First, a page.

I always struggled with biostatistics, but I’m thankful for Rahul Patwari and his excellent video on Odds Ratios and Risk Ratios that visualizes the conceptual differences here. I think that one reason I had trouble remembering the difference between the design of cohort and case-control studies was that the terminology seemed inconsistent to me. However, seeing these concepts explained visually turned on a lightbulb for me again.
Per Merriam-Webster, one definition of a cohort is “a group of warriors or soldiers” (or students, if you are in graduate school). In other words, a cohort is a group of people who gather to perform a mission or task and go forward to accomplish that task. A cohort in a cohort study is a group that is intentionally exposed to an intervention (or not, in the case of the control group) and tracked through time in order to determine the outcome(s) of that exposure. In my mind, I refer to cohort studies as “cohort-control studies”.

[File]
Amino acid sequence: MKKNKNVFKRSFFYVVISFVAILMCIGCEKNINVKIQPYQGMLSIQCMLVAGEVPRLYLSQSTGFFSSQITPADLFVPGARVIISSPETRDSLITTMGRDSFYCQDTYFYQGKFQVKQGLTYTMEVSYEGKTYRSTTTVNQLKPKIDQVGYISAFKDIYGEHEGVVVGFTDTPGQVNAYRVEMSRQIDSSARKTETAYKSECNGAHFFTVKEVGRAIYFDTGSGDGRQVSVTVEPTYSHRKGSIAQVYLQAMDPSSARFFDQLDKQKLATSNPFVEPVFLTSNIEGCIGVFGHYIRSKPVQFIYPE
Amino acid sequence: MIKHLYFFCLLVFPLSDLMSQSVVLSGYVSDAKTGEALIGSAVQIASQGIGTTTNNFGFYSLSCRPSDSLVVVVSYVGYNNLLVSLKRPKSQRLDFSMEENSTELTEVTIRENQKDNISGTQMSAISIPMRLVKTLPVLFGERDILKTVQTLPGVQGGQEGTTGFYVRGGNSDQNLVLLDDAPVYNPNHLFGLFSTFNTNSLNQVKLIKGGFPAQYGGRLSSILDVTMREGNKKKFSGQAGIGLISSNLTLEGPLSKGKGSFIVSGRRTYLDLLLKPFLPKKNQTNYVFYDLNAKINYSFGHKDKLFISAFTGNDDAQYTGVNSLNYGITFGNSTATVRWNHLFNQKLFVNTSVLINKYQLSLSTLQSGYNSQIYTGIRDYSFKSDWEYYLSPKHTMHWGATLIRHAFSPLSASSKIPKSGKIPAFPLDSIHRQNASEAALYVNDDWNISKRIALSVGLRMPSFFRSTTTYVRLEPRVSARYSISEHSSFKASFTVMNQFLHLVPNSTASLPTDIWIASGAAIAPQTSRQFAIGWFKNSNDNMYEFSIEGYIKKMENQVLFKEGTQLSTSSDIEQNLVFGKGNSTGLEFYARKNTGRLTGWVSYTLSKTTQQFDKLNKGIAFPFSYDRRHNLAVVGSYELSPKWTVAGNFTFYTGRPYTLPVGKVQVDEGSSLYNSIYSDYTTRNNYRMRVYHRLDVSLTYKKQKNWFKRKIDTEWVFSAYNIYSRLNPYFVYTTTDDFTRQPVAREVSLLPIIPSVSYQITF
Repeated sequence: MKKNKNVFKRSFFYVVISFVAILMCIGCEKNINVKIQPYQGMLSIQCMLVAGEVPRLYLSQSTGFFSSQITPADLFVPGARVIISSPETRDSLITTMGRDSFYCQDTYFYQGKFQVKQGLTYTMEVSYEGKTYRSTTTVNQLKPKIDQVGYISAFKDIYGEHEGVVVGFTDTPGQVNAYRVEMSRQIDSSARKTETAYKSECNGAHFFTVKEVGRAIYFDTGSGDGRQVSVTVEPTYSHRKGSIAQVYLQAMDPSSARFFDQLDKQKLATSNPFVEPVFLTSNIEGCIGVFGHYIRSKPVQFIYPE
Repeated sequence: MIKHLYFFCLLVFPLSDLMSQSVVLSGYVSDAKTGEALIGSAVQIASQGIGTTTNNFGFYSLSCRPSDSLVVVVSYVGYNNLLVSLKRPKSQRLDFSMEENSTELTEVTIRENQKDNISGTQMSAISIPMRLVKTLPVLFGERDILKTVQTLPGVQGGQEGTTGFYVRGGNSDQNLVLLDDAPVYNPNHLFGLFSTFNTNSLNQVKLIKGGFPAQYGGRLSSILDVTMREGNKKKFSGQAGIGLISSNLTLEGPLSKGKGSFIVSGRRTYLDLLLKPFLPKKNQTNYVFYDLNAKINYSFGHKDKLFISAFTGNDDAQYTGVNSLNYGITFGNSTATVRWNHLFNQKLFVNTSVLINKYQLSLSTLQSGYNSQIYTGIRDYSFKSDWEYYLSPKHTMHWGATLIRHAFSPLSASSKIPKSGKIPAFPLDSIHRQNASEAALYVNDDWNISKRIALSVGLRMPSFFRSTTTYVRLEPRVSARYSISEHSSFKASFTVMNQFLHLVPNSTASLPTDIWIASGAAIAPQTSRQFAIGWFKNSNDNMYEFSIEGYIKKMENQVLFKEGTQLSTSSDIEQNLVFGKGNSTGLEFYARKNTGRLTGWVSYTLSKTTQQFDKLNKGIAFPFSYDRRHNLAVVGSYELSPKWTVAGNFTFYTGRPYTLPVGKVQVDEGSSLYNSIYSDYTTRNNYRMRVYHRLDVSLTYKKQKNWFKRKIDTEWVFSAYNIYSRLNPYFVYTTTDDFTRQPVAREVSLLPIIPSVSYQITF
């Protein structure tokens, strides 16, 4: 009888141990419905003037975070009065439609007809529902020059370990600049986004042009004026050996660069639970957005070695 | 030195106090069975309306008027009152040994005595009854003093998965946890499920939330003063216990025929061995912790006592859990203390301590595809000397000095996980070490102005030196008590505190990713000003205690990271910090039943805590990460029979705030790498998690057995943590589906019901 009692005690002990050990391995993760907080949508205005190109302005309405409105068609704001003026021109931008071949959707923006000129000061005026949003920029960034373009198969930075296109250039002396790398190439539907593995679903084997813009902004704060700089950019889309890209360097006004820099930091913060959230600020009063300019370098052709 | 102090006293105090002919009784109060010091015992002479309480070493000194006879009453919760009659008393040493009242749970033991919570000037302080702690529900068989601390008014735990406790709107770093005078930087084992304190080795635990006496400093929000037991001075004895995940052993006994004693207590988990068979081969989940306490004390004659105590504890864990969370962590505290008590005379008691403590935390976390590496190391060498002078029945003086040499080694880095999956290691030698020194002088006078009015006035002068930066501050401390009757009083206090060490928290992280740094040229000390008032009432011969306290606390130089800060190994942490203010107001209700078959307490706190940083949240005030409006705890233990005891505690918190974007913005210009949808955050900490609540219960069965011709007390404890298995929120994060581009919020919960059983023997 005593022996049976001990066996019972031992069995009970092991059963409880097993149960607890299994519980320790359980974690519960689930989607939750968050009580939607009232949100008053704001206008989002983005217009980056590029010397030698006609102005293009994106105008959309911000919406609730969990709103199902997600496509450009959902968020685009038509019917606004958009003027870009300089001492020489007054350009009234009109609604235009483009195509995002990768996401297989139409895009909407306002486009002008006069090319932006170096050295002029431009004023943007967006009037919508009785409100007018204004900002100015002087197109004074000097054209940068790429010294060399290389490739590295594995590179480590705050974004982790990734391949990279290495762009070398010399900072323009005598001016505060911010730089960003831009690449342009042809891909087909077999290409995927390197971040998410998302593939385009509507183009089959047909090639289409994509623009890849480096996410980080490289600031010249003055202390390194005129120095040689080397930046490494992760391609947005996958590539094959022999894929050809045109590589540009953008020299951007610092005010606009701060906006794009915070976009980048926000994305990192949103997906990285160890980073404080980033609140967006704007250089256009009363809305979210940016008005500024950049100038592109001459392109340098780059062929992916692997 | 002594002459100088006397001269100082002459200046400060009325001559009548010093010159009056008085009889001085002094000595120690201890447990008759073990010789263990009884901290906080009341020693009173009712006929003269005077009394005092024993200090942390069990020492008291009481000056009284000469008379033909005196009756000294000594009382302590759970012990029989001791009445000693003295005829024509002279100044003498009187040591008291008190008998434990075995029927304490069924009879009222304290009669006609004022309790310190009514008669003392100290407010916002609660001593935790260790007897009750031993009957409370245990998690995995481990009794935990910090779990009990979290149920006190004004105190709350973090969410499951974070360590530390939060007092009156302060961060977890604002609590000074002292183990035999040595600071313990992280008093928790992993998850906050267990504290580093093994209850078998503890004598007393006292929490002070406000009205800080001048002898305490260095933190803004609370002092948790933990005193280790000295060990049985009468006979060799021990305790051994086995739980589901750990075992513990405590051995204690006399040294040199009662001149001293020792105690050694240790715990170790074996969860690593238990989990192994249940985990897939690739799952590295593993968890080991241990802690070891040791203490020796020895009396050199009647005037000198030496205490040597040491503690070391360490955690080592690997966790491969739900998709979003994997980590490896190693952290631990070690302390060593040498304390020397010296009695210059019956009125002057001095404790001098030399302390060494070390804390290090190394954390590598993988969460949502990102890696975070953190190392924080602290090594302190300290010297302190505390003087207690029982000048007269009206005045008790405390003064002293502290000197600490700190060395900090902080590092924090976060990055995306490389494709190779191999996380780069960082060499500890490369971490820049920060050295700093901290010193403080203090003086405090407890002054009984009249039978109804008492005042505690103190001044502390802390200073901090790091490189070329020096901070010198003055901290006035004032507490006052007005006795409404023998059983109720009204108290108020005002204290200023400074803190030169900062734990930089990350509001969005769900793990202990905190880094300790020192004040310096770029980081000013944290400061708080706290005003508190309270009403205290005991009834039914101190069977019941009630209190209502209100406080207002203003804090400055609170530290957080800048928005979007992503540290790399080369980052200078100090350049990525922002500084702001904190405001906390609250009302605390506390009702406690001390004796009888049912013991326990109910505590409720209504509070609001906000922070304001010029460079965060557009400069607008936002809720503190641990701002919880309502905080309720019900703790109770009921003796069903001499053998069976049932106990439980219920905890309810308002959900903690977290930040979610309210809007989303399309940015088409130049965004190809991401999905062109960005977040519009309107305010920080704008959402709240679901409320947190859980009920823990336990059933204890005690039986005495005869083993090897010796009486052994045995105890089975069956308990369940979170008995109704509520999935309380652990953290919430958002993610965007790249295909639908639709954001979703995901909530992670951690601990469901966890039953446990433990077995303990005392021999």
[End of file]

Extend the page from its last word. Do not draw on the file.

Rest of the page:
On the other hand, a case-control study takes people with who experienced or are experiencing an outcome (the case group) and people who did not experience that outcome (the control group) and looks backward in time to whether those people had a specific exposure in the past prior to said outcome.
Comparing these two study designs in this way makes me wonder if case-control studies were not called “case studies” so as to be consistent with “cohort studies” simply due to the fact that the term “case study” may have already referred to what Merriam-Webster explains as “an intensive analysis of an individual unit (such as a person or community) stressing developmental factors in relation to environment”. Food for thought.
Hope that helps! Keep working hard.
2 thoughts on “One way of conceptualizing the difference between cohort and case-control studies”
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Happy to help! Thanks for letting me know how you found the site, and please let me know if you have any questions. I know that this is a stressful process, especially during a pandemic. Good luck on the MCAT!